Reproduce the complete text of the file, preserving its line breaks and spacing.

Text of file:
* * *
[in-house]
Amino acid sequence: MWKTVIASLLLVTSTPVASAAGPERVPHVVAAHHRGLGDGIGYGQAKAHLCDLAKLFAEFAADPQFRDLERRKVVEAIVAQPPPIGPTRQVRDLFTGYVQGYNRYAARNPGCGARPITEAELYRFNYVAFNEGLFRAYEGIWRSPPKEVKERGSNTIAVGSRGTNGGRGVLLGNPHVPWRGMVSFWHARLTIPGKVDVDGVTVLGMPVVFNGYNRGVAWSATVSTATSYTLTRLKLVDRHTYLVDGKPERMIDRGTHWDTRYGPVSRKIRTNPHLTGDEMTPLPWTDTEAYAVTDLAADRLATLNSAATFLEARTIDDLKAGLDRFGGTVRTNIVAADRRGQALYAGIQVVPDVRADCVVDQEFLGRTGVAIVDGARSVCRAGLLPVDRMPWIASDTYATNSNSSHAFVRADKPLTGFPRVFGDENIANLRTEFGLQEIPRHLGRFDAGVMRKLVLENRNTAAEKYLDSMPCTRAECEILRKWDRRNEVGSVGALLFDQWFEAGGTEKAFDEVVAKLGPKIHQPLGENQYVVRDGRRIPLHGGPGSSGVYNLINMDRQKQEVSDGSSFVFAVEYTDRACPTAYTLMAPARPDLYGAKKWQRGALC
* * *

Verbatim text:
[in-house]
Amino acid sequence: MWKTVIASLLLVTSTPVASAAGPERVPHVVAAHHRGLGDGIGYGQAKAHLCDLAKLFAEFAADPQFRDLERRKVVEAIVAQPPPIGPTRQVRDLFTGYVQGYNRYAARNPGCGARPITEAELYRFNYVAFNEGLFRAYEGIWRSPPKEVKERGSNTIAVGSRGTNGGRGVLLGNPHVPWRGMVSFWHARLTIPGKVDVDGVTVLGMPVVFNGYNRGVAWSATVSTATSYTLTRLKLVDRHTYLVDGKPERMIDRGTHWDTRYGPVSRKIRTNPHLTGDEMTPLPWTDTEAYAVTDLAADRLATLNSAATFLEARTIDDLKAGLDRFGGTVRTNIVAADRRGQALYAGIQVVPDVRADCVVDQEFLGRTGVAIVDGARSVCRAGLLPVDRMPWIASDTYATNSNSSHAFVRADKPLTGFPRVFGDENIANLRTEFGLQEIPRHLGRFDAGVMRKLVLENRNTAAEKYLDSMPCTRAECEILRKWDRRNEVGSVGALLFDQWFEAGGTEKAFDEVVAKLGPKIHQPLGENQYVVRDGRRIPLHGGPGSSGVYNLINMDRQKQEVSDGSSFVFAVEYTDRACPTAYTLMAPARPDLYGAKKWQRGALC